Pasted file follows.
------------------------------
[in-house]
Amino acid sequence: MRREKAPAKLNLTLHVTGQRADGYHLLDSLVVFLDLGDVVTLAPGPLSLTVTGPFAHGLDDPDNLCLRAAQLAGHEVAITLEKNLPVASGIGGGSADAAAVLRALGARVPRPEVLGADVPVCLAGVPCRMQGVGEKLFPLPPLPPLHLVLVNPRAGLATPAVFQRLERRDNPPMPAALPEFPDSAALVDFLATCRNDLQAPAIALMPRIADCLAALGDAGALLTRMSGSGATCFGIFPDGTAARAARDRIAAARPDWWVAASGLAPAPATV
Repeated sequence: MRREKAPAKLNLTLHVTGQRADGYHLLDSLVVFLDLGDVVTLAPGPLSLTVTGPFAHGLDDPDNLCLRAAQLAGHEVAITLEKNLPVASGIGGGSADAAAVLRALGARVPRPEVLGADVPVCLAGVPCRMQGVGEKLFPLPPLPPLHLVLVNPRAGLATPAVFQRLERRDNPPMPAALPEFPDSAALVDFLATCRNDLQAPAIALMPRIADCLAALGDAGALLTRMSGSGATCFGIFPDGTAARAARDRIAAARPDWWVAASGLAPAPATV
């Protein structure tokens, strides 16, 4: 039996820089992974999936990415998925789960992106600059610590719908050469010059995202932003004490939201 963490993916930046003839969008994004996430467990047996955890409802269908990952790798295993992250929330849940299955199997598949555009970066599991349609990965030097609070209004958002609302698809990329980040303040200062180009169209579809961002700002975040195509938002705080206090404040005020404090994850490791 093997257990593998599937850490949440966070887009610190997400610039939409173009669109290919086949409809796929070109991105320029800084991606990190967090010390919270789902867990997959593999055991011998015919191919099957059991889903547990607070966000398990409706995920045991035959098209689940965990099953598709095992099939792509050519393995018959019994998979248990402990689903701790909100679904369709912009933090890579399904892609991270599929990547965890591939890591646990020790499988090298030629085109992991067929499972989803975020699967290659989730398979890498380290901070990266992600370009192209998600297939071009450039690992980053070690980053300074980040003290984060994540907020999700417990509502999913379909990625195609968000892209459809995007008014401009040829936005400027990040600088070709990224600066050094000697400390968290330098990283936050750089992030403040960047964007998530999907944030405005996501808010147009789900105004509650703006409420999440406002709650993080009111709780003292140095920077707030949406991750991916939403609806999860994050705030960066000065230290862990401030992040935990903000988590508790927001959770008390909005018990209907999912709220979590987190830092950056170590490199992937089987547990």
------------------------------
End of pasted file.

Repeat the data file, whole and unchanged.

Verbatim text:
[in-house]
Amino acid sequence: MRREKAPAKLNLTLHVTGQRADGYHLLDSLVVFLDLGDVVTLAPGPLSLTVTGPFAHGLDDPDNLCLRAAQLAGHEVAITLEKNLPVASGIGGGSADAAAVLRALGARVPRPEVLGADVPVCLAGVPCRMQGVGEKLFPLPPLPPLHLVLVNPRAGLATPAVFQRLERRDNPPMPAALPEFPDSAALVDFLATCRNDLQAPAIALMPRIADCLAALGDAGALLTRMSGSGATCFGIFPDGTAARAARDRIAAARPDWWVAASGLAPAPATV
Repeated sequence: MRREKAPAKLNLTLHVTGQRADGYHLLDSLVVFLDLGDVVTLAPGPLSLTVTGPFAHGLDDPDNLCLRAAQLAGHEVAITLEKNLPVASGIGGGSADAAAVLRALGARVPRPEVLGADVPVCLAGVPCRMQGVGEKLFPLPPLPPLHLVLVNPRAGLATPAVFQRLERRDNPPMPAALPEFPDSAALVDFLATCRNDLQAPAIALMPRIADCLAALGDAGALLTRMSGSGATCFGIFPDGTAARAARDRIAAARPDWWVAASGLAPAPATV
């Protein structure tokens, strides 16, 4: 039996820089992974999936990415998925789960992106600059610590719908050469010059995202932003004490939201 963490993916930046003839969008994004996430467990047996955890409802269908990952790798295993992250929330849940299955199997598949555009970066599991349609990965030097609070209004958002609302698809990329980040303040200062180009169209579809961002700002975040195509938002705080206090404040005020404090994850490791 093997257990593998599937850490949440966070887009610190997400610039939409173009669109290919086949409809796929070109991105320029800084991606990190967090010390919270789902867990997959593999055991011998015919191919099957059991889903547990607070966000398990409706995920045991035959098209689940965990099953598709095992099939792509050519393995018959019994998979248990402990689903701790909100679904369709912009933090890579399904892609991270599929990547965890591939890591646990020790499988090298030629085109992991067929499972989803975020699967290659989730398979890498380290901070990266992600370009192209998600297939071009450039690992980053070690980053300074980040003290984060994540907020999700417990509502999913379909990625195609968000892209459809995007008014401009040829936005400027990040600088070709990224600066050094000697400390968290330098990283936050750089992030403040960047964007998530999907944030405005996501808010147009789900105004509650703006409420999440406002709650993080009111709780003292140095920077707030949406991750991916939403609806999860994050705030960066000065230290862990401030992040935990903000988590508790927001959770008390909005018990209907999912709220979590987190830092950056170590490199992937089987547990």